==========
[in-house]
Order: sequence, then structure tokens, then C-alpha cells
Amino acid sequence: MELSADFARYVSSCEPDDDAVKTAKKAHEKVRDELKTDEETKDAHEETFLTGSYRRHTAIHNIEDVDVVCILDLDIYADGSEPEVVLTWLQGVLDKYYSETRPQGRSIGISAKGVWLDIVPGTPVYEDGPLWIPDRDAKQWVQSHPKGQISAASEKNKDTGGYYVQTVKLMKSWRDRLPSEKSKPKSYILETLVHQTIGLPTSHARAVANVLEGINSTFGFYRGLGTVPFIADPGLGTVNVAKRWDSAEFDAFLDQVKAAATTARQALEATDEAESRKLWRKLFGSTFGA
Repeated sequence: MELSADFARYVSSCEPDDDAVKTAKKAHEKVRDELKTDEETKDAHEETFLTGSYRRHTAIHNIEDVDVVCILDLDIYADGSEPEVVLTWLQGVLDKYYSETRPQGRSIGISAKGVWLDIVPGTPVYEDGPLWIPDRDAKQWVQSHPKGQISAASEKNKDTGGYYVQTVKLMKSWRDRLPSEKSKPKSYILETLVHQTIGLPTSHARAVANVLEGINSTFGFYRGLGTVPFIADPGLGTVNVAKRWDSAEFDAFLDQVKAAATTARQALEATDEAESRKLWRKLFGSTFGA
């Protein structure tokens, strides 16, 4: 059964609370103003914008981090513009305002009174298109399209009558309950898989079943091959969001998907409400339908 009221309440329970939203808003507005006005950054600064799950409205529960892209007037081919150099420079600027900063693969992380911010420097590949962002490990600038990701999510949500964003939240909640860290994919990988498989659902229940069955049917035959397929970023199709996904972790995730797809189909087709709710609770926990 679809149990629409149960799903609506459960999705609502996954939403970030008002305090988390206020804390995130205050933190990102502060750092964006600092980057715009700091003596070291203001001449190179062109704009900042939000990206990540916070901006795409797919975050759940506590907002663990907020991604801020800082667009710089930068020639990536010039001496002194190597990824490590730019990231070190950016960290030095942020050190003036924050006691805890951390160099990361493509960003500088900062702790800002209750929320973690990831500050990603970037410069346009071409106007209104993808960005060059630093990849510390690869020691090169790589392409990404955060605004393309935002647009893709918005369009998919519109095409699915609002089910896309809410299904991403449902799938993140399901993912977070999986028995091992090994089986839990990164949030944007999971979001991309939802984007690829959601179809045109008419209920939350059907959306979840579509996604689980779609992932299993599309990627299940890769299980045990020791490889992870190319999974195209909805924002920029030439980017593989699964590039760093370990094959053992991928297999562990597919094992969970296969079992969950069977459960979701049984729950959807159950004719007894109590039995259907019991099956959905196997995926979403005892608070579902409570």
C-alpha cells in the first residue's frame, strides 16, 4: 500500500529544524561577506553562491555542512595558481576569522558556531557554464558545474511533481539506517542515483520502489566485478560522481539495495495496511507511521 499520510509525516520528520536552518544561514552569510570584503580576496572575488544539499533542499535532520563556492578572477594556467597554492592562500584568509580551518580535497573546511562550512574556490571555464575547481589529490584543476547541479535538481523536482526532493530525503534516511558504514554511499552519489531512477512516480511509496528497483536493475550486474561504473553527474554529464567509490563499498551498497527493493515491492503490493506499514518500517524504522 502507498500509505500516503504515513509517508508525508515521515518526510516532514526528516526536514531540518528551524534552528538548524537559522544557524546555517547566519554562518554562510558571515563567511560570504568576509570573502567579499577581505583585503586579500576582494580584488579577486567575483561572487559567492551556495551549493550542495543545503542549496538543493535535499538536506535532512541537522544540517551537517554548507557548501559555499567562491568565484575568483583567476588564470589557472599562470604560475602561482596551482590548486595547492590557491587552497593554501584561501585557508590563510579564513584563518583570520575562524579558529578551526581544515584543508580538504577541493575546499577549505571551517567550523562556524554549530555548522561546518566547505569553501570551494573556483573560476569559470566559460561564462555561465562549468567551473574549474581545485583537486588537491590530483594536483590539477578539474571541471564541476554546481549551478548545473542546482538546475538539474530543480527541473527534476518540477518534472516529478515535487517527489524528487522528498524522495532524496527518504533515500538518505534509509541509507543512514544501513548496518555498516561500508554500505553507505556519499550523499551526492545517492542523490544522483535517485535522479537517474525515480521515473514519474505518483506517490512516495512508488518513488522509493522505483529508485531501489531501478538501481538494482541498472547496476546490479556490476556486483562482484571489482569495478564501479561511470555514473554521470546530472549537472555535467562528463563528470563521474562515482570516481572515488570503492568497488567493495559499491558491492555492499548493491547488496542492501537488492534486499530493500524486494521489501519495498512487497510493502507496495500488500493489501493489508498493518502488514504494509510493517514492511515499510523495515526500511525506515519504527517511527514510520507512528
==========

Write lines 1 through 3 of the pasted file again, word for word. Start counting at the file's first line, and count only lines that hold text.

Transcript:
[in-house]
Order: sequence, then structure tokens, then C-alpha cells
Amino acid sequence: MELSADFARYVSSCEPDDDAVKTAKKAHEKVRDELKTDEETKDAHEETFLTGSYRRHTAIHNIEDVDVVCILDLDIYADGSEPEVVLTWLQGVLDKYYSETRPQGRSIGISAKGVWLDIVPGTPVYEDGPLWIPDRDAKQWVQSHPKGQISAASEKNKDTGGYYVQTVKLMKSWRDRLPSEKSKPKSYILETLVHQTIGLPTSHARAVANVLEGINSTFGFYRGLGTVPFIADPGLGTVNVAKRWDSAEFDAFLDQVKAAATTARQALEATDEAESRKLWRKLFGSTFGA